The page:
Purpose: Early thrombosis of infrainguinal bypass grafts may occur as a result of hypercoagulable states. Major surgical procedures are known to induce a procoagulant state that is manifested in part by reduced endogenous fibrinolytic activity or fibrinolytic shutdown. This study was performed to assess the timing and biologic mechanism of fibrinolytic shutdown after infrainguinal bypass procedures by direct assay of the serologic markers of in vivo fibrinolytic activity. Methods: Twenty patients underwent infrainguinal bypass procedures under epidural anesthesia. Endogenous fibrinolytic activity was assessed by measurement of tissue plasminogen activator (tPA) and its naturally occurring inhibitor, plasminogen activator inhibitor (PAI-1). The tPA and PAI-1 antigen (total protein) levels were determined using enzyme linked immunosorbent assays, and measurements of in vivo biologic activity were performed using an amidolytic method. Measurements of tPA and PAI-1 were made before surgery, after surgery, and on postoperative days 1, 2, 7, and 30. Results: The mean preoperative PAI-1 activity was 20.6 ± 1.4 arbitrary units (AU)/ml, which was higher than that of an age-matched population without severe atherosclerosis. PAI-1 activity rose significantly after surgery (29.6 ± 2.2 AU/ml; p = 0.002) and remained elevated through the second day after surgery. Preoperative tPA activity level was 2.04 ± 0.59 IU/ml and fell to 0.79 ± 0.23 IU/ml (p = 0.046) immediately after the bypass procedure. All serologic indicators of fibrinolytic shutdown returned to baseline levels by 72 hours after surgery. No early graft thrombosis or other atherothrombotic complications occurred in these study patients. Conclusions: Defective endogenous fibrinolytic activity occurs in the early postoperative period after infrainguinal bypass grafting procedures. Diminished endogenous fibrinolytic activity in these patients appears to be mediated by a combination of reduced tPA activity and significantly increased PAI-1 activity. No practical method is available to directly treat postoperative fibrinolytic shutdown, but postoperative antithrombotic therapy may be useful during this period to prevent early graft occlusion related to a relative hypercoagulable state.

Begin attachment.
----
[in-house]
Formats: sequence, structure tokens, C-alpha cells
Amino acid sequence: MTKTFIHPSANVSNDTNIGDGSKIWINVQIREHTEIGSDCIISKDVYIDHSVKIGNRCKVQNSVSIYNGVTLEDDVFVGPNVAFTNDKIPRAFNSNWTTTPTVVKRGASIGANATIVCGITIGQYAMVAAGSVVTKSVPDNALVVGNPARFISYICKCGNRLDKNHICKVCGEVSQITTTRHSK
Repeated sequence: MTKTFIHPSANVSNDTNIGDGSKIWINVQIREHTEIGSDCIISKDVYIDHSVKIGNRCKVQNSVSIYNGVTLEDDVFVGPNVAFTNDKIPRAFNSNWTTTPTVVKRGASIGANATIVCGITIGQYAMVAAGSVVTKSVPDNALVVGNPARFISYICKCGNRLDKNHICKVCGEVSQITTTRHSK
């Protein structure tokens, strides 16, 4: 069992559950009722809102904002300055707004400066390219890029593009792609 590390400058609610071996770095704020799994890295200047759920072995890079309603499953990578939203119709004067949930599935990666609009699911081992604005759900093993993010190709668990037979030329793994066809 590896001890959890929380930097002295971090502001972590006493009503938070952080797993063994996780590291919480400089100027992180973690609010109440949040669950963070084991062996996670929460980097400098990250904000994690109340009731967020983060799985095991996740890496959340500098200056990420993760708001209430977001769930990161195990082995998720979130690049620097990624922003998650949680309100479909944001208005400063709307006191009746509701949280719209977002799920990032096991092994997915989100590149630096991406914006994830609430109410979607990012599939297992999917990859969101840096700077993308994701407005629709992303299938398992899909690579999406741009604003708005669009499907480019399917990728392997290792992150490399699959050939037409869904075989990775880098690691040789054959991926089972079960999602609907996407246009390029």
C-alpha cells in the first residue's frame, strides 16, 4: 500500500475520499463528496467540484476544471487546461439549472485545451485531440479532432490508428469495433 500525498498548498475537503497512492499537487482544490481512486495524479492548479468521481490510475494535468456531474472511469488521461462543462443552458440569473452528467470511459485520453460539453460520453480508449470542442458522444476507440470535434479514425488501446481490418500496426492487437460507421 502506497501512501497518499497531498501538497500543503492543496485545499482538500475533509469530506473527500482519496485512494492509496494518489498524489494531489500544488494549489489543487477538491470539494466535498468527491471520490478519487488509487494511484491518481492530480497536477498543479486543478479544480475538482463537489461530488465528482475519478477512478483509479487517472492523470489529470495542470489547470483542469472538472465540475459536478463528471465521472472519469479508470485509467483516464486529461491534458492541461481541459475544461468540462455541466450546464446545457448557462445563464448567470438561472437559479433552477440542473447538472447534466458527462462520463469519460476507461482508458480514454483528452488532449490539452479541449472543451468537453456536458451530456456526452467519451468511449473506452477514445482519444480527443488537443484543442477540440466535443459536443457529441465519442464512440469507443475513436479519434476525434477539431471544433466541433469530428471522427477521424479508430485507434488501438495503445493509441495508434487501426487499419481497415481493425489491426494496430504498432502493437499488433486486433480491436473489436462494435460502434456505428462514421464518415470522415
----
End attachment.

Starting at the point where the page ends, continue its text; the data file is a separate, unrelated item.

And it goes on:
All Science Journal Classification (ASJC) codes
- Cardiology and Cardiovascular Medicine